Proper tissue growth faces many obstacles: Considering genetic variability and environmental instability, how do developing tissues know when to stop growing or how many different cell types to produce? One strategy is to employ endogenous feedback signaling. A signal produced, by the differentiated cell types of a tissue, which feeds back to control the activity of proliferating stem and progenitor cells allows organs to tether their growth with the number of differentiated cell types in the system. This dissertation explains these ideas and discusses tissue culture, genetic and computational experiments used to understand the strategies that control developmental and regenerative neurogenesis in a model system, the olfactory epithelium (OE) of the mouse. Experiments presented here, in conjunction with previous work, show that neurogenesis and gliogenesis during OE development is regulated by multiple, stage-specific feedback loops. In the OE, neurons develop from a lineage consisting of two distinct precursor stages: a Sox2+/MASH1+ stem cell stage that gives rise to a Ngn1+ immediate neuronal precursor (INP) cell stage. Sox2+/MASH1+ stem cell proliferation is inhibited by ActivinβB, a TGF-β produced endogenously by cells of the neuronal lineage; INP proliferation is inhibited by GDF11, an activin-like TGF-β also produced endogenously within the OE. Mathematical modeling studies of unbranched cell lineages, in which Hill kinetics regulate proliferation, reveal that a feedback circuit consisting of ActivinβB and GDF11 can, in principle, simultaneously control cell number, cell-type ratios, and regenerative speed in this system. Phenotypic studies of Gdf11-/- mice, ActivinβB -/- mice, and mice null for both genes unexpectedly revealed that the stem cell of ORNs is also the progenitor of sustentacular cells, the intrinsic glial cells of the OE. These studies also show that ActivinβB and GDF11 exert opposite effects in regulating the fate choice of the OE stem cell (neuronal versus glial). These experiments support the hypothesis that tissue homeostasis is established, in part, by feedback signals that coordinate the rate at which stem and neuronal precursor cells divide with the number of end stage cells in the system.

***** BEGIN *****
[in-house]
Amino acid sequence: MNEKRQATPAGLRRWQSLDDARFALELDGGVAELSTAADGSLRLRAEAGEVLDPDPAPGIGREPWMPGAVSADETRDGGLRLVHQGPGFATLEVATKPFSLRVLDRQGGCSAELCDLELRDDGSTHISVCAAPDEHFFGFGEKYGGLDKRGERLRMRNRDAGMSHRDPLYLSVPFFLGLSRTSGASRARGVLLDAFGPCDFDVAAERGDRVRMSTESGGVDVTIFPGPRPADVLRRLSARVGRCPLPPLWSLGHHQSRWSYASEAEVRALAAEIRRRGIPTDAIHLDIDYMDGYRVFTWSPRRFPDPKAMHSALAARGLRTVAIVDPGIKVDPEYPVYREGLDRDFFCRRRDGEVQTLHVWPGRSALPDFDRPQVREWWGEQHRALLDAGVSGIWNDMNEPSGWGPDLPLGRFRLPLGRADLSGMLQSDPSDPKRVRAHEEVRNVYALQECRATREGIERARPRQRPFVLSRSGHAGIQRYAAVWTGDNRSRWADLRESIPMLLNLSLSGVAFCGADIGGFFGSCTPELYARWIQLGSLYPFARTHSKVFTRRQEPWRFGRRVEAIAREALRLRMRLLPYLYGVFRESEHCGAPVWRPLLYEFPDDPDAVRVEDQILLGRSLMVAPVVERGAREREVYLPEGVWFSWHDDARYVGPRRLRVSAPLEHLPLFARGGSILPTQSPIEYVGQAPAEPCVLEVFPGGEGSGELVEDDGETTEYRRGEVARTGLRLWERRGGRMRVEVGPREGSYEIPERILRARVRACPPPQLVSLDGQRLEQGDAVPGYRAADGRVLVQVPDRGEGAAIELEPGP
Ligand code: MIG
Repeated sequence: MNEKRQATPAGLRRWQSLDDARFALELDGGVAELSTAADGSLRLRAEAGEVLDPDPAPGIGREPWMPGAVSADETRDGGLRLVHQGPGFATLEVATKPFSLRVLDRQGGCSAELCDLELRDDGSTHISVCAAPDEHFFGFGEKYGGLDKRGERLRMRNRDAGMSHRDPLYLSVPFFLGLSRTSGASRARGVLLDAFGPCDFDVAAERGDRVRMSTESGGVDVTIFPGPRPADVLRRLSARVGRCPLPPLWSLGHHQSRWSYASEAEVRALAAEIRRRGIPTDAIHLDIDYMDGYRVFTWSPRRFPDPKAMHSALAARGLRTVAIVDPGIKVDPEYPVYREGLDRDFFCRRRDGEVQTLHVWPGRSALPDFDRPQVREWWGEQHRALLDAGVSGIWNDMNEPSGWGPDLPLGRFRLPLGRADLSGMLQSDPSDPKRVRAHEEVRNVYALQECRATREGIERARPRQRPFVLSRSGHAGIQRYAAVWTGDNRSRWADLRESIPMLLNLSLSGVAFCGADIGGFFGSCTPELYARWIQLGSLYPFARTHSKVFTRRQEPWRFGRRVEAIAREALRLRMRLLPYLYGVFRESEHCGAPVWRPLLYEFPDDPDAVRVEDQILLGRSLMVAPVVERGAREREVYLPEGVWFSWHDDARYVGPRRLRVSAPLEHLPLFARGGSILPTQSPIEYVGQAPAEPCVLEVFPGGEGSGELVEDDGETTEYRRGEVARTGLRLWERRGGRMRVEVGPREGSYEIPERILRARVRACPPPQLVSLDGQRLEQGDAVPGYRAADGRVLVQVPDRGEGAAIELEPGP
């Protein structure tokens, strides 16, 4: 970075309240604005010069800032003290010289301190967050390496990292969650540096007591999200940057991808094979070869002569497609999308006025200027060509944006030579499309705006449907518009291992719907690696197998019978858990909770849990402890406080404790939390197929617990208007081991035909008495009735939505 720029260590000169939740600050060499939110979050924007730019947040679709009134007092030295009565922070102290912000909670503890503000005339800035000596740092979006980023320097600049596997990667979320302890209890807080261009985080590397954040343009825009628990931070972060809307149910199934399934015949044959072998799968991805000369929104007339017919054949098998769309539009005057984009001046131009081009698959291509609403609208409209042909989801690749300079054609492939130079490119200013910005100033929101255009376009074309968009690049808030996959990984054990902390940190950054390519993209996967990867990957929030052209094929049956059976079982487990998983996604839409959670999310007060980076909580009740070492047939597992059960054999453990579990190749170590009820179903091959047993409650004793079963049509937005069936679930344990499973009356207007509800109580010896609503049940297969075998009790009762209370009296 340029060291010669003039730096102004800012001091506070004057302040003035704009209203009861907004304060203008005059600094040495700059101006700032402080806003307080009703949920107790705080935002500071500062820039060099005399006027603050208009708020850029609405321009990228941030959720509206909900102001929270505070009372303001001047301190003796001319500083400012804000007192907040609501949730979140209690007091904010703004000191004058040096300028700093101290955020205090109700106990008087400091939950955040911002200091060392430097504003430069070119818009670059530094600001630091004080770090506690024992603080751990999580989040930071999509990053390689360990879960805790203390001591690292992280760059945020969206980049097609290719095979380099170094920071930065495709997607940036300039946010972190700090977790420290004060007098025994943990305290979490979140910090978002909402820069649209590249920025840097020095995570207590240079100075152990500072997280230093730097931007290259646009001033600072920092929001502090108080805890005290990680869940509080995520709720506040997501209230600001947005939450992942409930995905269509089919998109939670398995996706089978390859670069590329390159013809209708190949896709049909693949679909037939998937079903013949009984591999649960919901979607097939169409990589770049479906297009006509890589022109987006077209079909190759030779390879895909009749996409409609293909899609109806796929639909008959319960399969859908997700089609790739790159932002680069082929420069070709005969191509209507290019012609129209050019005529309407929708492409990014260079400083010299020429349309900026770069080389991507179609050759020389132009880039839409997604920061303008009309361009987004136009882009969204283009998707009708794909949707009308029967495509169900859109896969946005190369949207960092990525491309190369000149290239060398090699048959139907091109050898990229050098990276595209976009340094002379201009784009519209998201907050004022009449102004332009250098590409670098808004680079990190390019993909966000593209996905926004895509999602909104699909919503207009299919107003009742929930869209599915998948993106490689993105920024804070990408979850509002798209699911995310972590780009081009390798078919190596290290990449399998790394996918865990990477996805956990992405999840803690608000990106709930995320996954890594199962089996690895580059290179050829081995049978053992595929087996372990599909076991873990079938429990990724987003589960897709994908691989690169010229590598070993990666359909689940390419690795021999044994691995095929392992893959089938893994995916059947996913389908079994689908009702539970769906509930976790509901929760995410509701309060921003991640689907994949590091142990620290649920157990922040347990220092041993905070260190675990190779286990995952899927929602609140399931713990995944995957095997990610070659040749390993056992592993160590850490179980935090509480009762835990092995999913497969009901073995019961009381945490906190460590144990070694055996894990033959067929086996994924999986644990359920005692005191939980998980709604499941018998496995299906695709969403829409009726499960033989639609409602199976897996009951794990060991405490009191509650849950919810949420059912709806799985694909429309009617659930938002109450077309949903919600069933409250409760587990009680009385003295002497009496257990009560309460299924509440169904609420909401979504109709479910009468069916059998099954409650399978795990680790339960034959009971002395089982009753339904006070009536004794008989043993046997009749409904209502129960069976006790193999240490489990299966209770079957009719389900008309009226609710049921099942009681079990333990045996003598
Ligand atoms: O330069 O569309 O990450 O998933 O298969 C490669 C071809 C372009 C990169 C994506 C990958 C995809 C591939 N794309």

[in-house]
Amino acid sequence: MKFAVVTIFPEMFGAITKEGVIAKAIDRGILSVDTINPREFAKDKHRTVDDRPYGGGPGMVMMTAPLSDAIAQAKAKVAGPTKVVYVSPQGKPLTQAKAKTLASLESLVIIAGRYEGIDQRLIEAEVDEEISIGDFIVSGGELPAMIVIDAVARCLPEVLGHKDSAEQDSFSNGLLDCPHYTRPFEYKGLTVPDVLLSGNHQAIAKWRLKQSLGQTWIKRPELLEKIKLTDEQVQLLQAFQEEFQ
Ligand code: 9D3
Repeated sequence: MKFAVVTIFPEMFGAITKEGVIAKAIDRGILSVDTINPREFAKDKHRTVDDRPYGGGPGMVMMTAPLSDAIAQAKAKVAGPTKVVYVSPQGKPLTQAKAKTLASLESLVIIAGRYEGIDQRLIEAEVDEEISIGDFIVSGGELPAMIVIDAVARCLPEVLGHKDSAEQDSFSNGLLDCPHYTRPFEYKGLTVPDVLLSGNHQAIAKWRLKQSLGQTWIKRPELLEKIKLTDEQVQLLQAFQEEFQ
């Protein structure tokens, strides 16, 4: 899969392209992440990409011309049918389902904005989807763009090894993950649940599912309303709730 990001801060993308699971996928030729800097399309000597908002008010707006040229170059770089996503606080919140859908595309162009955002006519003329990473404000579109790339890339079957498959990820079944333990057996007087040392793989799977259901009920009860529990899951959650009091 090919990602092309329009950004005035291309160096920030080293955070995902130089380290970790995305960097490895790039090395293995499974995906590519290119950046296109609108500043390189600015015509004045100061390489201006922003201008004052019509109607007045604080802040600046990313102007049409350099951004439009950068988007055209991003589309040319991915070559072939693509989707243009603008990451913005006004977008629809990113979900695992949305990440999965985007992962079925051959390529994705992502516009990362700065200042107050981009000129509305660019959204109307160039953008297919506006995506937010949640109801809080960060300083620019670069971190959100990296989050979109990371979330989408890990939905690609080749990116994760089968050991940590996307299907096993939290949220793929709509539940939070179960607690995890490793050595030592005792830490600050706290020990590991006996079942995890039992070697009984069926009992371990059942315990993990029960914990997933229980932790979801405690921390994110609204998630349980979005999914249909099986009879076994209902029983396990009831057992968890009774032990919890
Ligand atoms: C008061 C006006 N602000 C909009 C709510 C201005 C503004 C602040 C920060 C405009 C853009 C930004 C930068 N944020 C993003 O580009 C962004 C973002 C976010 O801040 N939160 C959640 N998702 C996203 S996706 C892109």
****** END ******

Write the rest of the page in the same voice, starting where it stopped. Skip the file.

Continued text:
|Advisor:||Calof, Anne L.|
|Commitee:||Arora, Kavita, Cramer, Karina S., Lander, Arthur D., Monuki, Edwin S.|
|School:||University of California, Irvine|
|Department:||Biological Sciences - Ph.D.|
|School Location:||United States -- California|
|Source:||DAI-B 71/06, Dissertation Abstracts International|
|Keywords:||Feedback regulation, Gliogenesis, Neurogenesis, Olfactory epithelium, Stem cells, TGF-beta|
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